U.S. President Donald Trump deferred to his Pentagon chief's caution and tempered his preference for a more robust attack on Syria over allegations it used deadly gas on civilians, the first hints at the direction of his revamped national-security team.
The decision late last week, detailed by people familiar with the process, marked the first substantive test of the group now that John Bolton is serving as Trump's national security adviser, The Wall Street Journal reported.
After days of tense White House meetings, the president and his advisers agreed on one of the most restrained of the military-strike options crafted by the Pentagon: a powerful missile attack aimed at three targets meant to hobble the Syrian regime's ability to use chemical weapons and deter President Bashar al-Assad from using them again.
The outcome was a sign of the sizable influence Defense Secretary Jim Mattis still wields in the reorganized national-security team. Faced with a push from the president for a muscular response to the alleged chemical-weapons attack that killed at least 43 people, Mattis presented the White House with three military options, according to the people familiar with the decision-making.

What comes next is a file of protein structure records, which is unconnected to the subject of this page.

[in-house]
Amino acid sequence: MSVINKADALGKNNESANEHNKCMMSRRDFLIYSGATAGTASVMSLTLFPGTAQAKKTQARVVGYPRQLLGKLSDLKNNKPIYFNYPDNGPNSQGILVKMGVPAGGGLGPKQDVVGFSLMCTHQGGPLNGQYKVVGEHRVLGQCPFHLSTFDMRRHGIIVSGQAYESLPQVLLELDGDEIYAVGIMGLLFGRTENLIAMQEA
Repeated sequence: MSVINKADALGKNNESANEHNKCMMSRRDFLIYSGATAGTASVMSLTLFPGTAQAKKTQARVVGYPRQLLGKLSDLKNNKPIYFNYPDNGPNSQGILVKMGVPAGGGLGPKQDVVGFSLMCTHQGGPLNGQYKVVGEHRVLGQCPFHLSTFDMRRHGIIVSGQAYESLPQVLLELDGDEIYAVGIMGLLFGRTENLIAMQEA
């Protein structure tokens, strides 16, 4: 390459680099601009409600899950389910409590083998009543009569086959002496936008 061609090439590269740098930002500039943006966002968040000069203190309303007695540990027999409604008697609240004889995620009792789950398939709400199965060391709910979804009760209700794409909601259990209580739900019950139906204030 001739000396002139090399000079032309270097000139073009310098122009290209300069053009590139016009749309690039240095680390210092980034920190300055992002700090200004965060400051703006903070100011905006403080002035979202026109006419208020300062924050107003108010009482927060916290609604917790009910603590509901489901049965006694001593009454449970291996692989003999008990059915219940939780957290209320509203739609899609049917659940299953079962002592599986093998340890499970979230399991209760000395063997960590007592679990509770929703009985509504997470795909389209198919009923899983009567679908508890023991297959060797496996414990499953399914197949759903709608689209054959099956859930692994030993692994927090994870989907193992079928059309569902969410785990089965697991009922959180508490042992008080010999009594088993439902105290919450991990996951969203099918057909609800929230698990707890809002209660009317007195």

The most conservative option would have hit a narrow set of targets related to Syria's chemical-weapons capabilities.
Read alsoCNN: Nikki Haley says more sanctions against Russia coming MondayThe second option proposed strikes on a broader set of Syrian regime targets, including suspected chemical-weapons research facilities and military command centers.
The most expansive proposal, which might have included strikes on Russian air defenses in Syria, was designed to cripple the regime's military capabilities without touching Mr. Assad's political machinery.
The most ambitious of the proposals was three times the size of the one eventually carried out by U.S., British and French forces.
Mr. Trump approved a hybrid plan that saw more than 100 advanced missiles fired at the three Syrian targets early Saturday. That action reflected a melding the first two options: modest missile strikes, but ones the Trump administration said delivered a decisive blow to Assad's chemical-weapons capabilities.
Read alsoStoltenberg: All NATO allies fully support joint military action in SyriaWhile Trump pressed his team to also consider strikes on Russian and Iranian targets in Syria if necessary to get at the Assad regime's military equipment, Mattis pushed back, those familiar with the decision-making said, according to WSJ.